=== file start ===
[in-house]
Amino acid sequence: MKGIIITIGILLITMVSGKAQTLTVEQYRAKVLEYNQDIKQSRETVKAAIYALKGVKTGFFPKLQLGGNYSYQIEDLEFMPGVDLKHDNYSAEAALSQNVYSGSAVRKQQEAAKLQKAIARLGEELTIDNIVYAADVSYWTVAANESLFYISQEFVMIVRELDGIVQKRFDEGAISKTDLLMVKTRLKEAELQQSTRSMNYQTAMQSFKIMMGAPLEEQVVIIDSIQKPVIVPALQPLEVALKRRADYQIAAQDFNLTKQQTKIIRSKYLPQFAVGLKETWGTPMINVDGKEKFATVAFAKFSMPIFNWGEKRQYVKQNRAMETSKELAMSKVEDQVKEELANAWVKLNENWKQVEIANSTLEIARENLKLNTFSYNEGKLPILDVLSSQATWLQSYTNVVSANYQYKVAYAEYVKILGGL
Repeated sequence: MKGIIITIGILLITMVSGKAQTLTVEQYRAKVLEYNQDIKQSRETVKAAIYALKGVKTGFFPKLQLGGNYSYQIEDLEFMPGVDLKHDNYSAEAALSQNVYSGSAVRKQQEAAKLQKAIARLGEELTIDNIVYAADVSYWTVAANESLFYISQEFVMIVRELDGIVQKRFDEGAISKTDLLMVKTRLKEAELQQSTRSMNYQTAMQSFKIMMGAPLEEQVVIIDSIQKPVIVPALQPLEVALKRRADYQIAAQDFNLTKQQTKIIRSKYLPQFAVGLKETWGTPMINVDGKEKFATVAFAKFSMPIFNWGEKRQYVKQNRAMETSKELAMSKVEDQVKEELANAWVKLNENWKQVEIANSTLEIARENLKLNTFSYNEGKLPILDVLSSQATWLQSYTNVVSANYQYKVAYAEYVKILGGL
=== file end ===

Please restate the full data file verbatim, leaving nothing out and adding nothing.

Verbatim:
[in-house]
Amino acid sequence: MKGIIITIGILLITMVSGKAQTLTVEQYRAKVLEYNQDIKQSRETVKAAIYALKGVKTGFFPKLQLGGNYSYQIEDLEFMPGVDLKHDNYSAEAALSQNVYSGSAVRKQQEAAKLQKAIARLGEELTIDNIVYAADVSYWTVAANESLFYISQEFVMIVRELDGIVQKRFDEGAISKTDLLMVKTRLKEAELQQSTRSMNYQTAMQSFKIMMGAPLEEQVVIIDSIQKPVIVPALQPLEVALKRRADYQIAAQDFNLTKQQTKIIRSKYLPQFAVGLKETWGTPMINVDGKEKFATVAFAKFSMPIFNWGEKRQYVKQNRAMETSKELAMSKVEDQVKEELANAWVKLNENWKQVEIANSTLEIARENLKLNTFSYNEGKLPILDVLSSQATWLQSYTNVVSANYQYKVAYAEYVKILGGL
Repeated sequence: MKGIIITIGILLITMVSGKAQTLTVEQYRAKVLEYNQDIKQSRETVKAAIYALKGVKTGFFPKLQLGGNYSYQIEDLEFMPGVDLKHDNYSAEAALSQNVYSGSAVRKQQEAAKLQKAIARLGEELTIDNIVYAADVSYWTVAANESLFYISQEFVMIVRELDGIVQKRFDEGAISKTDLLMVKTRLKEAELQQSTRSMNYQTAMQSFKIMMGAPLEEQVVIIDSIQKPVIVPALQPLEVALKRRADYQIAAQDFNLTKQQTKIIRSKYLPQFAVGLKETWGTPMINVDGKEKFATVAFAKFSMPIFNWGEKRQYVKQNRAMETSKELAMSKVEDQVKEELANAWVKLNENWKQVEIANSTLEIARENLKLNTFSYNEGKLPILDVLSSQATWLQSYTNVVSANYQYKVAYAEYVKILGGL